Bookshops read the riot act to British Library


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The Independent Culture

The British Library has been accused of undermining struggling independent book shops by piloting a website initiative that redirects visitors to Amazon to purchase titles.

The library's online catalogue lists more than 13 million of the more than 150 million titles owned by the library. The website's newly refurbished search system now offers browsers the option of clicking on "This item in", which redirects users to a page where they can buy a copy of the book from the online retailer.

The move has caused concern among high-street retailers because Amazon, which buys in huge quantities, is able to sell titles at a significantly reduced price.

James Daunt, managing director of Waterstone's, told The Bookseller: "It's disappointing, to say the least, that a very British institution is driving readers away from local libraries and high- street bookshops. In an environment where high-street booksellers and libraries face huge pressures, it is a shame that the British Library choose to give their endorsement to one aggressively commercial organisation."

Johnny de Falbe, co-owner of London's Sandoe bookshop, said: "The British Library, a public institution, should not be offering this link to Amazon, which is not – last I heard – a public institution.

And if the British Library, of all people, are not supporting British bookshops, and positively steering business away from independents, then why should anyone else have any faith, or interest, in independents?" A spokesman for the library said the new system was at a pilot stage. The software purchased for the new search functions can link only to Amazon, but the library insists it does not make any revenue from the redirects. The spokesman said: "The library is reviewing the success of this service."

The revelation comes at a time when independent book stores are declining as customers buy hard-copy purchases online or download e-books to read on handheld devices and tablets.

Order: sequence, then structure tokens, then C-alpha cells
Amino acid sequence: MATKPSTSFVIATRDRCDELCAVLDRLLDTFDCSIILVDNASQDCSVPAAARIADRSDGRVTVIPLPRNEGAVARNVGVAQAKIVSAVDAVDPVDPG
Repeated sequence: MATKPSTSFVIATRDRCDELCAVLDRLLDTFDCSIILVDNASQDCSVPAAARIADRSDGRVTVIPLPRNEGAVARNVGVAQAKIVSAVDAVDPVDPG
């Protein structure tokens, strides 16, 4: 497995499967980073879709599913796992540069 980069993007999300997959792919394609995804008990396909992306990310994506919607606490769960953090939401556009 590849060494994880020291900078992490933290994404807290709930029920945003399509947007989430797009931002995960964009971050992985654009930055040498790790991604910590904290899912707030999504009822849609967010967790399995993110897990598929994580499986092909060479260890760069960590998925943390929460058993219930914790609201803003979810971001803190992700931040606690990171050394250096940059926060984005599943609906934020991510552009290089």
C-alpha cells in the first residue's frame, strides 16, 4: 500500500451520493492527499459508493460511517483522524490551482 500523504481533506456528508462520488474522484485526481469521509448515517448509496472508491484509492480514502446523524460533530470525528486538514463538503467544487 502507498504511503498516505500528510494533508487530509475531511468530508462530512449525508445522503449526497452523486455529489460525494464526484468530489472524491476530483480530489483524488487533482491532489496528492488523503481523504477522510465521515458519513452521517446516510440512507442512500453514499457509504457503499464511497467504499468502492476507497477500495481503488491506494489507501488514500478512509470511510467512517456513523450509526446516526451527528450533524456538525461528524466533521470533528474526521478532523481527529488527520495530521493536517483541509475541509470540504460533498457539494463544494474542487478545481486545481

Earlier this month, the Booksellers Association launched a campaign calling on the Government to do more to help high-street retailers survive. Tim Godfray, the association's CEO, said shops with a cultural and educational value should be have their business rates reduced to prevent community hubs from becoming ghost towns.

High-street retailers have long complained that Amazon's aggressive price-cutting puts their industry at risk. The rapid rise of tablet computers and affordable e-readers is likely to have a further impact. Earlier this month Google launched its eBookstore in the UK. The service, which has been operating in the US for five months, allows people to downloadbooks to read on devices that use its Android software.

Vigil mounted to keep doors open

Campaigners in north-west London are holding a round-the-clock vigil to prevent Brent Council boarding up a library.

Around 100 Save Kensal Rise Library supporters gather daily at Kensal Rise Library and two people camp out nightly to protect the building.

A 24-hour library has also been set up. Protester Alex Canneti, 51, said: "We'll keep going until we get some kind of agreement to keep the library open. We'll remain as long as is necessary."